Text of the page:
Another group of papers is concerned with CCSDS standards. In particular, “Discrete wavelet transform fully adaptive prediction error coder: image data compression based on CCSDS 122.0 and fully adaptive prediction error coder” by G. Artigues et al. employs a fully adaptive prediction error coder that is aimed to achieve excellent compression ratios under almost any situation, including large fractions of outliers in the data and large sample sizes. A new image compression solution based on the DWT stage of the CCSDS 122.0 recommendation is presented, followed by the FAPEC entropy coder, thus removing the BPE stage. “Efficient implementation of the CCSDS 122.0-B-1 compression standard on a space-qualified field programmable gate array” by Li et al., presents an efficient FPGA architecture of the CCSDS 122.0-B-1 image data compression. The implementation can provide both lossless and lossy compression with a simple and efficient rate control mechanism. The achievable throughput depends on embedding into an application architecture and is typically higher than 100 Mbps. “Predictor analysis for onboard lossy predictive compression of multispectral and hyperspectral images” by M. Ricci and E. Magli presents a study of prediction error statistics for various predictors and images, including the predictor employed in the upcoming CCSDS 123 standard for lossless multi- and hyperspectral image compression. “Performance impact of parameter tuning on the CCSDS-123 lossless multi- and hyperspectral image compression standard” by E. Augé et al. investigates the effect of the various parameters available in the CCSDS 123 standard on the obtained compression performance, and it is useful to help users of the standard to achieve the best possible performance.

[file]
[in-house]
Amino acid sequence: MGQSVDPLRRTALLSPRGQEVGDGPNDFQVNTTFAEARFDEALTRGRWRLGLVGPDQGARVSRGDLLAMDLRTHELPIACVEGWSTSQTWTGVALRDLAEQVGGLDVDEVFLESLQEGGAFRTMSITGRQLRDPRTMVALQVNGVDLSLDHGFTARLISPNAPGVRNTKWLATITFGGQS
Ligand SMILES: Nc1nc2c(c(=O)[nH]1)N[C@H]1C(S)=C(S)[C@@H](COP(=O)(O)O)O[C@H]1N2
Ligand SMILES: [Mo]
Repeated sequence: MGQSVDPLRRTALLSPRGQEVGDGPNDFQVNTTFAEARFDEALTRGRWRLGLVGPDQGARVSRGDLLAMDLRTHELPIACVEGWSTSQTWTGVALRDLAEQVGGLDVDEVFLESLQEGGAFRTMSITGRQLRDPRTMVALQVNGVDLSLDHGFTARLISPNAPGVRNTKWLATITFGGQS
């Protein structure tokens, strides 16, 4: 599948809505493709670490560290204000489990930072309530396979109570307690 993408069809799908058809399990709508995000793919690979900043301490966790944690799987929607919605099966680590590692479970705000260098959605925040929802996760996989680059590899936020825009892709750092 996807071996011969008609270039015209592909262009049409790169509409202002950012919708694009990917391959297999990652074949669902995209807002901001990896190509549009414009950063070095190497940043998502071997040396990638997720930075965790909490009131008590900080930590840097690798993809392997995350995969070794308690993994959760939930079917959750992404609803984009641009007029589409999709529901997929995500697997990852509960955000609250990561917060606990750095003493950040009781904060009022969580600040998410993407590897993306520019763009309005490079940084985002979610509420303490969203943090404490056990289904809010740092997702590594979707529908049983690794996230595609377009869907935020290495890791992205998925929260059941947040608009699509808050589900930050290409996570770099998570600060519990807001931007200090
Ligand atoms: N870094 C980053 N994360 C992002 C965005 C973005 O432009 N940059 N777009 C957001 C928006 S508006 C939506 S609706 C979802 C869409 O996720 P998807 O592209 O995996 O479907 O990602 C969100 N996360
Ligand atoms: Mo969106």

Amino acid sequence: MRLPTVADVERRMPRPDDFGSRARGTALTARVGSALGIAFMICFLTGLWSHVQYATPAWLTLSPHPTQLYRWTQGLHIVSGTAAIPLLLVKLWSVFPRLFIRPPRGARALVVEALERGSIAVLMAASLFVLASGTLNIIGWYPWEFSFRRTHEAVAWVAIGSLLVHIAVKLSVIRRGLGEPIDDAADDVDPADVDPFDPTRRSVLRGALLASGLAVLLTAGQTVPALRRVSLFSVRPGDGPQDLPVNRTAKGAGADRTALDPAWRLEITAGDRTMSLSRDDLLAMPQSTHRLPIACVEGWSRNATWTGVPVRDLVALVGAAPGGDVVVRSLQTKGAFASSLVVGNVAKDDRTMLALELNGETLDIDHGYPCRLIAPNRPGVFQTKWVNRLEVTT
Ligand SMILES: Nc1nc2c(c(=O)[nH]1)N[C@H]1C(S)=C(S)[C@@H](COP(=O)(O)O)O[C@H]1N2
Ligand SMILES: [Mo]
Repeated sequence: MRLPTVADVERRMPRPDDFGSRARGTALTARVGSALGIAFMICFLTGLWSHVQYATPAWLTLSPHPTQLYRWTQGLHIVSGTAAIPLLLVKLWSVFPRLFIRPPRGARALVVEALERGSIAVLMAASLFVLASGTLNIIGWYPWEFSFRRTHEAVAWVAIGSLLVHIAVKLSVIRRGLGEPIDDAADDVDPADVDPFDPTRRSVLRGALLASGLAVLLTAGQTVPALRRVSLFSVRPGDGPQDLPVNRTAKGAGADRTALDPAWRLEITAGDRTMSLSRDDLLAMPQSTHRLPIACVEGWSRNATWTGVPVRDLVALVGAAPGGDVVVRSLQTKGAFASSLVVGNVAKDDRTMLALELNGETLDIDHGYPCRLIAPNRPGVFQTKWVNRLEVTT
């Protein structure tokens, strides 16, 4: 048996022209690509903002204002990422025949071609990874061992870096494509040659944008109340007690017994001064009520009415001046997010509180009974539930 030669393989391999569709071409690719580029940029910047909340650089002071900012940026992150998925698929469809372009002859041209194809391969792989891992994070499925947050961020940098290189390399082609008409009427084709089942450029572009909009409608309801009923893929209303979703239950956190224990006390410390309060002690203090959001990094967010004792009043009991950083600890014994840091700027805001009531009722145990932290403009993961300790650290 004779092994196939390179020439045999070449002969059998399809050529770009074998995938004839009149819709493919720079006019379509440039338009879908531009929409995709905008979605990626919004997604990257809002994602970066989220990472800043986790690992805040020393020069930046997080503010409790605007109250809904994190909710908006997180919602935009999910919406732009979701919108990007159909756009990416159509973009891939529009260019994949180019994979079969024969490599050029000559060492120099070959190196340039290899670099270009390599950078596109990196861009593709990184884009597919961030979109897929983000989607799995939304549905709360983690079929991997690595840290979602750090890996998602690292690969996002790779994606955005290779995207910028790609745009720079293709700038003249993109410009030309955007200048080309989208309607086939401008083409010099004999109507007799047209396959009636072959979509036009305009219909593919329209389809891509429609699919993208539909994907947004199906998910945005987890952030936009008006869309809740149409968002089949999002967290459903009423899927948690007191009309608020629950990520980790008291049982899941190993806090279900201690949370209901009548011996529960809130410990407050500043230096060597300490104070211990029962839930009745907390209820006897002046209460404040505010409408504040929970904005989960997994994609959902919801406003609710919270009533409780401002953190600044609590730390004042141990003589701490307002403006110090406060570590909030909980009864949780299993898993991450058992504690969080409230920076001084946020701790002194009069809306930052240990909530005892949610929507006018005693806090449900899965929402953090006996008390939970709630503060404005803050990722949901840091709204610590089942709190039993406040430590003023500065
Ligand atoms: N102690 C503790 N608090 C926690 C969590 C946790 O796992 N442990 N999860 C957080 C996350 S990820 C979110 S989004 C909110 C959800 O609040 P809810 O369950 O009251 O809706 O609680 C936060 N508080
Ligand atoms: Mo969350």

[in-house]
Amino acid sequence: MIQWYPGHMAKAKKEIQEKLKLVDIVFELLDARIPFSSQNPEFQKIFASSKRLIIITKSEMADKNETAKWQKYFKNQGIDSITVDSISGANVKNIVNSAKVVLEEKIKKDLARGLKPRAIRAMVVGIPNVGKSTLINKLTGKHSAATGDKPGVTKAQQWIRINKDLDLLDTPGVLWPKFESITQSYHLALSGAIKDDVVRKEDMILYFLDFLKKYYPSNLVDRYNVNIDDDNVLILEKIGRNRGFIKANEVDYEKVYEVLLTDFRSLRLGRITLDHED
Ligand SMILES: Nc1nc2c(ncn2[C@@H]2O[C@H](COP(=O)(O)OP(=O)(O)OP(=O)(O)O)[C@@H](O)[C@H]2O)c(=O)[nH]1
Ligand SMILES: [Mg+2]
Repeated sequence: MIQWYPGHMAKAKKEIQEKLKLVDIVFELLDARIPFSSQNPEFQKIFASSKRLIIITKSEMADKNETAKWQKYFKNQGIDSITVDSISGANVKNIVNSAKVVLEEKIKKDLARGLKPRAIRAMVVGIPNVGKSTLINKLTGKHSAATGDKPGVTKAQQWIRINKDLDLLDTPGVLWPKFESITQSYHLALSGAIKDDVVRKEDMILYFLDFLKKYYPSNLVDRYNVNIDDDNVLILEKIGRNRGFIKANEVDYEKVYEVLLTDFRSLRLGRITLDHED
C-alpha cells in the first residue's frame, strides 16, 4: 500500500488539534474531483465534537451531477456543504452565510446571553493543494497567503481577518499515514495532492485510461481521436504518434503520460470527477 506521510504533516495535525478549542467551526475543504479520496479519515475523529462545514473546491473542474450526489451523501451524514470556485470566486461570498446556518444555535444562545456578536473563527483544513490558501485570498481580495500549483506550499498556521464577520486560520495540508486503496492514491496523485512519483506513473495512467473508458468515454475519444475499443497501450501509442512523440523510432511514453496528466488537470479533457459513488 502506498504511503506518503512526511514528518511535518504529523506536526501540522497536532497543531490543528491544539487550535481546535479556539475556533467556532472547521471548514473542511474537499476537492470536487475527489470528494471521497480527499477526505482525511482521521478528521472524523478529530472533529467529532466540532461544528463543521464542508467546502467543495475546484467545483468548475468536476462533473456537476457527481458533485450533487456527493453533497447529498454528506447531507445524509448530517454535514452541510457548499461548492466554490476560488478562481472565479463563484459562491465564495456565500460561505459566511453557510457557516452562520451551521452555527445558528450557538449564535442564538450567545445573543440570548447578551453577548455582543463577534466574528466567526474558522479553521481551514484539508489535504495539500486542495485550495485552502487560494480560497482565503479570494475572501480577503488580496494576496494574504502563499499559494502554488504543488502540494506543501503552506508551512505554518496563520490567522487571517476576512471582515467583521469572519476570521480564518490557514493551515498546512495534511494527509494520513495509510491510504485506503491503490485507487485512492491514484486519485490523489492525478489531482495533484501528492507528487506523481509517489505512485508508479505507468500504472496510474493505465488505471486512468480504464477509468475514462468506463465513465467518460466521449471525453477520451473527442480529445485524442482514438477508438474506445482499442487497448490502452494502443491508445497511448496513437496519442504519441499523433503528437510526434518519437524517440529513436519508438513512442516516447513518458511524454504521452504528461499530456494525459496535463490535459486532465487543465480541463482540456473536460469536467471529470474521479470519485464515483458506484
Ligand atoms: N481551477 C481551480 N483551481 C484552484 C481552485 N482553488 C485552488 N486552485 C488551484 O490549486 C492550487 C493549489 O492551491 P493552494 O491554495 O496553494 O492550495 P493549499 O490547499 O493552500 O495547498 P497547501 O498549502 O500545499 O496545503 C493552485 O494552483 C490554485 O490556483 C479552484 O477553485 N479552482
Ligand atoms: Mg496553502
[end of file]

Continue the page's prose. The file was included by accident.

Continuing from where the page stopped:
Finally, two papers present algorithm implementations on multicore graphical processing units (GPU). In particular, “Multiparallel decompression simultaneously using multicore central processing unit and graphic processing unit” by A. Petta et al. proposes a decoder of a wavelet-based compression algorithm in which the GPU and multiple CPU threads are run in parallel. Maximum throughput is obtained using an additional workload balancing algorithm. Through the pipelined CPU and GPU heterogeneous computing, the entire decoding system approaches a speedup of 15 times as compared to its single-threaded CPU counterpart. “Lossy hyperspectral image compression on a graphics processing unit: parallelization strategy and performance evaluation” by L. Santos et al. presents the CUDA GPU implementation of an algorithm for lossy compression of hyperspectral images, focusing on the entropy coding and bit packing phases, for which a more sophisticated strategy is necessary due to the existing data dependencies. Experimental results show a speedup of about 15 times.